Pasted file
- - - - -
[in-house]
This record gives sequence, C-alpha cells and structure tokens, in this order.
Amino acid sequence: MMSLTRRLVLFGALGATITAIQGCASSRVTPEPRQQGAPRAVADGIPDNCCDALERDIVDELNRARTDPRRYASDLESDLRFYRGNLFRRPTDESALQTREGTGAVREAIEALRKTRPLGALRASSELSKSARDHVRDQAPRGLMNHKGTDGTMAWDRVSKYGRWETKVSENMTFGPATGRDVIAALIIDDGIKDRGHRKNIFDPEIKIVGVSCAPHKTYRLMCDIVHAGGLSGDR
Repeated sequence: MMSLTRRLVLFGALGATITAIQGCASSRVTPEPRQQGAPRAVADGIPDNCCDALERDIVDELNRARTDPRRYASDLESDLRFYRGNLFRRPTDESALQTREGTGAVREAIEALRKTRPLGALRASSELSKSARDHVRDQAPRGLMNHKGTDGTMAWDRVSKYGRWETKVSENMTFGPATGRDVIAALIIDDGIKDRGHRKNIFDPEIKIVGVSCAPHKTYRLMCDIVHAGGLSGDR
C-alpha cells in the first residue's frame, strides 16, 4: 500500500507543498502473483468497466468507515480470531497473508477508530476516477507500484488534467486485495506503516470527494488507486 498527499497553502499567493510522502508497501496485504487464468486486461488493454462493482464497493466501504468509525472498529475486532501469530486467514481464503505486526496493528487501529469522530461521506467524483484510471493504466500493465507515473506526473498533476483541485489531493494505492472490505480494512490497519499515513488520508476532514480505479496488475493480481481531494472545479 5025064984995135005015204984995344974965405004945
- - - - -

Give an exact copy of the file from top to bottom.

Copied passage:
[in-house]
This record gives sequence, C-alpha cells and structure tokens, in this order.
Amino acid sequence: MMSLTRRLVLFGALGATITAIQGCASSRVTPEPRQQGAPRAVADGIPDNCCDALERDIVDELNRARTDPRRYASDLESDLRFYRGNLFRRPTDESALQTREGTGAVREAIEALRKTRPLGALRASSELSKSARDHVRDQAPRGLMNHKGTDGTMAWDRVSKYGRWETKVSENMTFGPATGRDVIAALIIDDGIKDRGHRKNIFDPEIKIVGVSCAPHKTYRLMCDIVHAGGLSGDR
Repeated sequence: MMSLTRRLVLFGALGATITAIQGCASSRVTPEPRQQGAPRAVADGIPDNCCDALERDIVDELNRARTDPRRYASDLESDLRFYRGNLFRRPTDESALQTREGTGAVREAIEALRKTRPLGALRASSELSKSARDHVRDQAPRGLMNHKGTDGTMAWDRVSKYGRWETKVSENMTFGPATGRDVIAALIIDDGIKDRGHRKNIFDPEIKIVGVSCAPHKTYRLMCDIVHAGGLSGDR
C-alpha cells in the first residue's frame, strides 16, 4: 500500500507543498502473483468497466468507515480470531497473508477508530476516477507500484488534467486485495506503516470527494488507486 498527499497553502499567493510522502508497501496485504487464468486486461488493454462493482464497493466501504468509525472498529475486532501469530486467514481464503505486526496493528487501529469522530461521506467524483484510471493504466500493465507515473506526473498533476483541485489531493494505492472490505480494512490497519499515513488520508476532514480505479496488475493480481481531494472545479 5025064984995135005015204984995344974965405004945